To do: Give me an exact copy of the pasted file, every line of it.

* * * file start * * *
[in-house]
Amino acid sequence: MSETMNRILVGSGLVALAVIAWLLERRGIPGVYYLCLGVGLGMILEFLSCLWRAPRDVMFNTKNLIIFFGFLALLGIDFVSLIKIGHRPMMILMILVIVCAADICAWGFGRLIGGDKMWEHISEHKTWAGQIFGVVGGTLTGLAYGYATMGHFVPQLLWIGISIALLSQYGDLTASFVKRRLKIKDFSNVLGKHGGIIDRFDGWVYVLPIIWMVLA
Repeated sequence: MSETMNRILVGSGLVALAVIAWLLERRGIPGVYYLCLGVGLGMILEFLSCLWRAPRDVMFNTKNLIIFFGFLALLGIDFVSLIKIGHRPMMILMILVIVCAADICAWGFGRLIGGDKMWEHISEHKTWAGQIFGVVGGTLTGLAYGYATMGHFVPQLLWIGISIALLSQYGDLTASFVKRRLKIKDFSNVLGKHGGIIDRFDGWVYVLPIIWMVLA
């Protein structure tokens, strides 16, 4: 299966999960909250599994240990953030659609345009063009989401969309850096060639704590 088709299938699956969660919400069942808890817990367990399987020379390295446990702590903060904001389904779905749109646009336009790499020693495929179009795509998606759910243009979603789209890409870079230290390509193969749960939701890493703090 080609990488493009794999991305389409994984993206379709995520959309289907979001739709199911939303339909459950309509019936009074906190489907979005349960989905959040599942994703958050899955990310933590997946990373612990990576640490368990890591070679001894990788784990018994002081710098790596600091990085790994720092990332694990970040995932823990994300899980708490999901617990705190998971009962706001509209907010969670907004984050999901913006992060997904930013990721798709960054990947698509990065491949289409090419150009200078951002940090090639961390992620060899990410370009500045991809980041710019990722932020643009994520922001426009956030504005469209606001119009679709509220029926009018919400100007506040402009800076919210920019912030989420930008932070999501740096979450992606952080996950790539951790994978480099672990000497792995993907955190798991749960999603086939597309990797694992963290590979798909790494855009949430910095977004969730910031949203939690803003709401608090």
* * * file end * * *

[in-house]
Amino acid sequence: MSETMNRILVGSGLVALAVIAWLLERRGIPGVYYLCLGVGLGMILEFLSCLWRAPRDVMFNTKNLIIFFGFLALLGIDFVSLIKIGHRPMMILMILVIVCAADICAWGFGRLIGGDKMWEHISEHKTWAGQIFGVVGGTLTGLAYGYATMGHFVPQLLWIGISIALLSQYGDLTASFVKRRLKIKDFSNVLGKHGGIIDRFDGWVYVLPIIWMVLA
Repeated sequence: MSETMNRILVGSGLVALAVIAWLLERRGIPGVYYLCLGVGLGMILEFLSCLWRAPRDVMFNTKNLIIFFGFLALLGIDFVSLIKIGHRPMMILMILVIVCAADICAWGFGRLIGGDKMWEHISEHKTWAGQIFGVVGGTLTGLAYGYATMGHFVPQLLWIGISIALLSQYGDLTASFVKRRLKIKDFSNVLGKHGGIIDRFDGWVYVLPIIWMVLA
């Protein structure tokens, strides 16, 4: 299966999960909250599994240990953030659609345009063009989401969309850096060639704590 088709299938699956969660919400069942808890817990367990399987020379390295446990702590903060904001389904779905749109646009336009790499020693495929179009795509998606759910243009979603789209890409870079230290390509193969749960939701890493703090 080609990488493009794999991305389409994984993206379709995520959309289907979001739709199911939303339909459950309509019936009074906190489907979005349960989905959040599942994703958050899955990310933590997946990373612990990576640490368990890591070679001894990788784990018994002081710098790596600091990085790994720092990332694990970040995932823990994300899980708490999901617990705190998971009962706001509209907010969670907004984050999901913006992060997904930013990721798709960054990947698509990065491949289409090419150009200078951002940090090639961390992620060899990410370009500045991809980041710019990722932020643009994520922001426009956030504005469209606001119009679709509220029926009018919400100007506040402009800076919210920019912030989420930008932070999501740096979450992606952080996950790539951790994978480099672990000497792995993907955190798991749960999603086939597309990797694992963290590979798909790494855009949430910095977004969730910031949203939690803003709401608090």